Securiti.ai, a company that uses AI to help companies comply with privacy laws like GDPR in the European Union and CCPA in California, today was named winner of the RSA Sandbox Innovation award.
Securiti creates digital personas for individuals and finds copies of data shared across systems or with third-party vendors or partners to help companies comply with right-to-be-forgotten laws. It uses natural language for data requests and other forms of AI to allow those companies to assess vendors or internal systems.
This is the 15th year a panel of entrepreneurs and security professionals chose a most innovative startup at RSA, a security conference happening this week in San Francisco. Top 10 finalists in the contest have seen 56 acquisitions and more than $6.2 billion in investments since the award started, RSA said in a statement.
Securiti.ai raised a $50 million series B funding round led by General Catalyst last month, after the company launched in stealth with $31 million in funding last August.
“Privacy is a basic human right, and companies want to honor individual rights of privacy and data protection. Privacy compliance and operations are only getting more complex for businesses around the world, and we’re humbled that the judges recognized our vision for AI-powered PrivacyOps and data protection,” Securiti.ai CEO Rehan Jalil said in a statement today.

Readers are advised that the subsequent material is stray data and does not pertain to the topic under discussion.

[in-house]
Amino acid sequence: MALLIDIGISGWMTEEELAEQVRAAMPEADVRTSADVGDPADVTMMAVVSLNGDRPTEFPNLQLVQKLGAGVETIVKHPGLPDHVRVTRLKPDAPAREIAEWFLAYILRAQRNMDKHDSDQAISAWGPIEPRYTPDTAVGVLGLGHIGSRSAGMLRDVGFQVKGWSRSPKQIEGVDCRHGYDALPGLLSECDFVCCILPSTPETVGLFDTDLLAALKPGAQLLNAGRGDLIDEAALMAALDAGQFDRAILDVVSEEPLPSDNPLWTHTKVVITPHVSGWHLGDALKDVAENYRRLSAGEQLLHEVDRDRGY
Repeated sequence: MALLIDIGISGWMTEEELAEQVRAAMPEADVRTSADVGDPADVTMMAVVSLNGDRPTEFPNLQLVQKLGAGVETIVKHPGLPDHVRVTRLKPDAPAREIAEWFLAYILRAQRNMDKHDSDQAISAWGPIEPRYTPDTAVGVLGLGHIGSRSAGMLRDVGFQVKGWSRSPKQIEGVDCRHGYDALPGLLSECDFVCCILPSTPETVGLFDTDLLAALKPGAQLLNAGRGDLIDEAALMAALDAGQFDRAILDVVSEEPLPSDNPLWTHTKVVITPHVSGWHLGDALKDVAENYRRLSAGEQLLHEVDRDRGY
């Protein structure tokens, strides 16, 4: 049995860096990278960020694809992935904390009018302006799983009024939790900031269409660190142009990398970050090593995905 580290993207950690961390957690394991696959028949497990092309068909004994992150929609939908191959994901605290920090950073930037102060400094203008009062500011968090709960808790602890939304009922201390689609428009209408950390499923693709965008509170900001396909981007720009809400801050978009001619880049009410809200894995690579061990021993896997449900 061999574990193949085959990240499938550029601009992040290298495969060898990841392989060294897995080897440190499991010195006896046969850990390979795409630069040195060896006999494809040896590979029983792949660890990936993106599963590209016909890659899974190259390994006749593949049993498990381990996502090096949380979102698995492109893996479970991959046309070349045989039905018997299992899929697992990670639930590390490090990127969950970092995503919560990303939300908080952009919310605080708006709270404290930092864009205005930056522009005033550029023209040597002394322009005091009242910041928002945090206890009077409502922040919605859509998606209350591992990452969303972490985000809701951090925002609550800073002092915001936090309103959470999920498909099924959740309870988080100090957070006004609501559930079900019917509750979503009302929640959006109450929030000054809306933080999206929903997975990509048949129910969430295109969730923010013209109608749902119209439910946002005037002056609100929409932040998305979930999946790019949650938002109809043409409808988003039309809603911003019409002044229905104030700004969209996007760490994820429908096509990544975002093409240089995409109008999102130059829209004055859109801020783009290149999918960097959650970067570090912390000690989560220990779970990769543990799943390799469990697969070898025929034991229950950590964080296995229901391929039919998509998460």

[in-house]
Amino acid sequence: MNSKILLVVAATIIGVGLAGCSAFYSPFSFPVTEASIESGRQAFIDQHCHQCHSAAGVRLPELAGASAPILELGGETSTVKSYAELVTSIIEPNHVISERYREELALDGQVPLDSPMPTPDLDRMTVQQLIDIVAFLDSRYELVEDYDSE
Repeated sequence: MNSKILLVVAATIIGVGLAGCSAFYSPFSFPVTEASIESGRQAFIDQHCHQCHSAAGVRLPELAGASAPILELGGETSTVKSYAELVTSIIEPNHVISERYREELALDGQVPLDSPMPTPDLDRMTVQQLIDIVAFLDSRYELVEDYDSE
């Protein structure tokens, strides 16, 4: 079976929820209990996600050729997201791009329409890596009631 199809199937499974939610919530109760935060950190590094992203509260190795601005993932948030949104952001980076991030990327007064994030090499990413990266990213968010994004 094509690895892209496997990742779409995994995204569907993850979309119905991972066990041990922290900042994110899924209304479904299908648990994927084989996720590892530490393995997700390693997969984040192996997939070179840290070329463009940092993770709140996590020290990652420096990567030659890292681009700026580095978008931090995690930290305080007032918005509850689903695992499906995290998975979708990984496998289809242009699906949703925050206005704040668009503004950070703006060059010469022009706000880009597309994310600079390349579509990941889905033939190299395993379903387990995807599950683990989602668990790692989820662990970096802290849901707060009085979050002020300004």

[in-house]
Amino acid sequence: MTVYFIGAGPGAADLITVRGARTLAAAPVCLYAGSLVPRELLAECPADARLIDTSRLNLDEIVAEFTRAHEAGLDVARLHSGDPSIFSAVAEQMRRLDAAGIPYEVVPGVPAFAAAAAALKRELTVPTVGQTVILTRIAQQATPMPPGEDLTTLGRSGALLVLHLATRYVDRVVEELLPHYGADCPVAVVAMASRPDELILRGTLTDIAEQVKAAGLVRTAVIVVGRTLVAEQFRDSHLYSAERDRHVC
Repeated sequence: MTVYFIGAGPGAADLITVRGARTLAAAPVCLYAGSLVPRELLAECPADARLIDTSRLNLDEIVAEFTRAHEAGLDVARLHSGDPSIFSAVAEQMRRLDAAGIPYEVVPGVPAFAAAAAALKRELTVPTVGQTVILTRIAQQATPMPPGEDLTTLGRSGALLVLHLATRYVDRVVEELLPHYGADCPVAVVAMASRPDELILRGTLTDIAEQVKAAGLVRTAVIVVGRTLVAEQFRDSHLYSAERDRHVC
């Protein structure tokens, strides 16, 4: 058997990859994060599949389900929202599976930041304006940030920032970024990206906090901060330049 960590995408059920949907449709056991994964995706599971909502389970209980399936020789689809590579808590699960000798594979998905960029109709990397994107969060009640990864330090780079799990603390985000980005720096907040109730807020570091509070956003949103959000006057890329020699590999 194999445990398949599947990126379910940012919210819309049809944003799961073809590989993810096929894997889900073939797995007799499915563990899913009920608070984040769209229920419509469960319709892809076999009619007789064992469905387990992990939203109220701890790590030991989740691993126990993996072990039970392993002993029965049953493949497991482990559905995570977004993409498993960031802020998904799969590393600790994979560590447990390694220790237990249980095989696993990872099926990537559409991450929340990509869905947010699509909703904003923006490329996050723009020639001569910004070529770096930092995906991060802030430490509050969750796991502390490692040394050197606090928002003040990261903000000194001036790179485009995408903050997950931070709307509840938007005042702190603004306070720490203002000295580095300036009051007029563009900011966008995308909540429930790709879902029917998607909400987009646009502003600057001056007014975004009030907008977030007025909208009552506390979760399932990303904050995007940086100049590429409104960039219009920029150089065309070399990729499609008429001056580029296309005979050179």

In a conversation onstage today during opening addresses, leading cryptographers talked about trends like SIM swap attacks in mobile devices and encryption debates with governments, but started by discussing machine learning, and how the right to be forgotten impacts the work of security professionals.
“The two major problems in AI, in my opinion — the first is we don’t know why they work so well and the second is we don’t know why they work so well,” Adi Shamir, The Weizmann Institute professor and RSA algorithm cocreator, said. RSA stands for Rivest–Shamir–Adleman.
How AI is transforming cybersecurity and may someday play a role in attacks was the topic of VentureBeat’s second special issue, released last week.
Citing the limitations of facial recognition software today, MIT professor Ron Rivest, who also cocreated the RSA algorithm, suggested bans and moratoriums on facial recognition software by government regulators should continue.
Princeton University professor Arvind Narayanan talked about differential privacy use by the U.S. Census. Differential privacy is also being used by companies like Apple and Google for techniques like federated learning, and he called for neutral people to advise governments and the public on how that kind of tech works.